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D’ville postpones vote on rezoning for DFACS building

A new, $5 million Department of Family and Children Services (DFACS) building is planned for the old county school board office in Danielsville, but a rezoning for that facility remains on hold.

The Danielsville City Council postponed a decision on a request by the Madison County Board of Education Feb. 10 to rezone 7.38 acres at the old board of education office off Mary Ellen Court from residential to commercial to open the door for the construction of a DFACS building off Hwy. 29. The group will take the matter up again at its March meeting.

Several neighboring residents voiced concern at the council meeting that the entrance to the facility, across a 20-foot easement at an adjoining property, is not sufficient for the amount of traffic that will be in and out of the DFACS property. Neighboring residents also worry that the location of DFACS next to their residences will hurt their property values.

Council members looked out at a packed meeting room with audience members lining the wall and some standing in the lobby. The council received some conflicting information with surveys related to the easement at the site. The council unanimously agreed to table a decision in order to seek clarification on the surveys and additional information.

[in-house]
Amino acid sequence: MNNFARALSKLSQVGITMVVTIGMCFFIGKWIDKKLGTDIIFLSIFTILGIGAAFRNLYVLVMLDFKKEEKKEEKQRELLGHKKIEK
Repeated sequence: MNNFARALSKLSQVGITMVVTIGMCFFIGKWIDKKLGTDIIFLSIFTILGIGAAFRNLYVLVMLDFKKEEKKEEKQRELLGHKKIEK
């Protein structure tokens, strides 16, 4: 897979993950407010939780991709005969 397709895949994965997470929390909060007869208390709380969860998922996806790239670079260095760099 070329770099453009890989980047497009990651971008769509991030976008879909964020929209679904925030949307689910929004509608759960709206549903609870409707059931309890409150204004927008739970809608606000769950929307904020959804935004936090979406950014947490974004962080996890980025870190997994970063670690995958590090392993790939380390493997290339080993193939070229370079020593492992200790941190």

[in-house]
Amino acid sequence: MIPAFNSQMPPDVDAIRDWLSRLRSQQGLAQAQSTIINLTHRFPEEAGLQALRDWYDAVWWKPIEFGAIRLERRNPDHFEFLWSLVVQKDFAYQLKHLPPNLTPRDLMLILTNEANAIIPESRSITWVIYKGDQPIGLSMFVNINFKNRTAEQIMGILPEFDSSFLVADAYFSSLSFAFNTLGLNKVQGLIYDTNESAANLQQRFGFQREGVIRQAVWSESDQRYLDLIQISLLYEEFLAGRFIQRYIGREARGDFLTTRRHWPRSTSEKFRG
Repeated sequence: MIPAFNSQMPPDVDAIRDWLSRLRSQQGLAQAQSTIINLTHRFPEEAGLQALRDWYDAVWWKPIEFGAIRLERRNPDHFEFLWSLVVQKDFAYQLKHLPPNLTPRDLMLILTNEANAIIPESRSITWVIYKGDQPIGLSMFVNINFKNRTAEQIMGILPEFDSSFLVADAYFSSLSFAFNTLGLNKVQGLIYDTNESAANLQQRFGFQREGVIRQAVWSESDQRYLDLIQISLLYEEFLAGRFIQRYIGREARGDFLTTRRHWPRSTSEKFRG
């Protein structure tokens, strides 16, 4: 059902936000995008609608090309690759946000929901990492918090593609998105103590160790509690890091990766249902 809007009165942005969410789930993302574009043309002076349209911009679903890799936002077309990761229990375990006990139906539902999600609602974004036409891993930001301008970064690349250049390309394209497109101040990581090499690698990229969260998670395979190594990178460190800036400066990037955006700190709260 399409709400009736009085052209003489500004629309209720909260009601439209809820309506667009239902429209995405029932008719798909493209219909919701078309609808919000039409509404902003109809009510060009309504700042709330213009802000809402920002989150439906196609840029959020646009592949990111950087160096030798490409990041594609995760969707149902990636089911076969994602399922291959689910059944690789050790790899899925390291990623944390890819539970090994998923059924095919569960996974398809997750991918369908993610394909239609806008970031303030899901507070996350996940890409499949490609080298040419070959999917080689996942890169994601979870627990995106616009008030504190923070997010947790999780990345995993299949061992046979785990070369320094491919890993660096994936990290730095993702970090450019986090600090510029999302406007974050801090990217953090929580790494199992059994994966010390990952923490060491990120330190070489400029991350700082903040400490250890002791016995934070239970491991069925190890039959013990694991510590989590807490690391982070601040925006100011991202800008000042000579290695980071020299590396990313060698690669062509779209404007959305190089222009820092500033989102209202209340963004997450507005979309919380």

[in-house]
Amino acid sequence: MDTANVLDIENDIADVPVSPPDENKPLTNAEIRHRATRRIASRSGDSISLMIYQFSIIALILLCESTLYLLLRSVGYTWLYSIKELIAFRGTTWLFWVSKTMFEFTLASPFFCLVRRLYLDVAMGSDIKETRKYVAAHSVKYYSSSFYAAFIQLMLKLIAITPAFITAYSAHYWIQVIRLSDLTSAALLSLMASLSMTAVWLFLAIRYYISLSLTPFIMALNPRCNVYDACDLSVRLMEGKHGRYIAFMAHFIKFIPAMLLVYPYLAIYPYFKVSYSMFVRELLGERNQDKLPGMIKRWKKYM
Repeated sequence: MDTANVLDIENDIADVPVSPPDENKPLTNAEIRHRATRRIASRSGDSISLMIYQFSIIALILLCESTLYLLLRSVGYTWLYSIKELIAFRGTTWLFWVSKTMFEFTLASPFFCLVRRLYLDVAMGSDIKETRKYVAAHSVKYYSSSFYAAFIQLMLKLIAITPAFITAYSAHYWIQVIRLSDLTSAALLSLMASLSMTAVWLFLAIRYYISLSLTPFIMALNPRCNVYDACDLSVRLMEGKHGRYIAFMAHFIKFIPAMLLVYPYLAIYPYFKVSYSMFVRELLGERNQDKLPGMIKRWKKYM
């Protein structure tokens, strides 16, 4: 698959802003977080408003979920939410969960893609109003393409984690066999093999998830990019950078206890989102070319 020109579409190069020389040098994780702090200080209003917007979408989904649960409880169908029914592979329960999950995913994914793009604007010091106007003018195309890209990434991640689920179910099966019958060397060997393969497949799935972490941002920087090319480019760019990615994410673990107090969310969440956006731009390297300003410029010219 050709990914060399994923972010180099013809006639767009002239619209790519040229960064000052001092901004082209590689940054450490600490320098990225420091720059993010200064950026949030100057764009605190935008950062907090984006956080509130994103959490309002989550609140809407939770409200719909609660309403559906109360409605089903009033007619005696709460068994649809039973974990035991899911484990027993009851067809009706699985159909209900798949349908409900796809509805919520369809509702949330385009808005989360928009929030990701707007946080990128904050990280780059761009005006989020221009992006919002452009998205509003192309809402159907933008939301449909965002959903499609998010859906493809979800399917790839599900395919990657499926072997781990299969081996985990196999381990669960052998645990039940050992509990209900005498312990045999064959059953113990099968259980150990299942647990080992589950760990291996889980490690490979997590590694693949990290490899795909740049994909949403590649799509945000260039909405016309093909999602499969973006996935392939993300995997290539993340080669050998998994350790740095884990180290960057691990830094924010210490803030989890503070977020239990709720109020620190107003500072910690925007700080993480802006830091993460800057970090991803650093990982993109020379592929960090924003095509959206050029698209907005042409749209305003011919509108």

“We definitely need clarification on the easement before we move forward — where it sits and its impact on citizens and property owners,” said council member Joe Federico.

Local attorney Al Stone represented a neighbor of the proposed facility, who requested that the DFACS entrance be put on the 7.38 acres, not across adjoining property by way of easement.

Don Chandler of Municipal Development Services explained that his company was awarded a state contract to construct a DFACS facility in Madison County. He said the state is covering the entire expense of the facility.

“This is a $5 million building they (the state) are trying to put here for you,” he said to the audience and the council. “Basically, there’s a $5 million check sitting on the governor’s desk. Do you want it or not?”